Creativity and innovation are hard to measure. Sometimes success is not immediately apparent. Forbes' Rich Karlgaard cites the Apple Newton as an apparent flop in its day but also a scientific success that tested new components and ideas and set the stage for many of the gadgets that we now cherish.
In "Creativity, cities and innovation," LSE's Neil Lee and Andres Rodrigues-Pose report that they were able to identify innovation in various "creative" occupations but not so for the various "creative" industries (UK data). The authors report that creative people do their thing in not just the creative industries. One would hope so. But the Newton story should give these investigators pause.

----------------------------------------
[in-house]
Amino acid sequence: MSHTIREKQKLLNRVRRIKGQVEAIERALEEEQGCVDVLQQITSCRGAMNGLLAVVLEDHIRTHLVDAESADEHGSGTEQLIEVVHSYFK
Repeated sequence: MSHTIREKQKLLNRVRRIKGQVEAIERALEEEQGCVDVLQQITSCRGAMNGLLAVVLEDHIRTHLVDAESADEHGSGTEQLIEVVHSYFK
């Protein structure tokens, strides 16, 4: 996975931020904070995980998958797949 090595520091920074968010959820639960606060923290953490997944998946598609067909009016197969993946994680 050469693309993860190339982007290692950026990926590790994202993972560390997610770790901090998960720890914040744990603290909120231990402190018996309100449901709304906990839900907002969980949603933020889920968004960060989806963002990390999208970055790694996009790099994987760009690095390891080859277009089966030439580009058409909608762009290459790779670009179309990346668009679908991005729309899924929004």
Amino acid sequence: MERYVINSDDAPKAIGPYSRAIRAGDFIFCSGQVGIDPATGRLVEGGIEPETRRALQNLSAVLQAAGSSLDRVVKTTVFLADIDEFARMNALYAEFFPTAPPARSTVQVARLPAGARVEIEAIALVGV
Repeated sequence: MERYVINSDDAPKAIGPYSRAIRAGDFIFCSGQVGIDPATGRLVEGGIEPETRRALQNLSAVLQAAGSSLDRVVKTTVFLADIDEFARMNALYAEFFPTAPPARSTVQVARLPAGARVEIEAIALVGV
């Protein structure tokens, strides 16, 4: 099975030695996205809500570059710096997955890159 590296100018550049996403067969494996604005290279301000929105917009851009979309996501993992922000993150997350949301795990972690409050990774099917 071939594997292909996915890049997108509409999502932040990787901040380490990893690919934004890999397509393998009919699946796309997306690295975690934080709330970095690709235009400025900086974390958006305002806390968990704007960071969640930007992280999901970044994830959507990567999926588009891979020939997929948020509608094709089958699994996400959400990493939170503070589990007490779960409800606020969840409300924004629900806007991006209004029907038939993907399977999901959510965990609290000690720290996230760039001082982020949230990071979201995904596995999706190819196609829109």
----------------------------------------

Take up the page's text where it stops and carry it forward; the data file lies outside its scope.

Many city planners and policy makers have been smitten by Richard Florida's Creative Class research and have pinned local area revival hopes on finding ways to get the "cool" people to move their way. But this gets back to the problem of necessary and sufficient conditions. There are probably many of the latter. And findings such as reported by the two LSE scholars may be interesting but we do not know enough to boldly go forward with grand plans. Too often the plans simply represent current fads.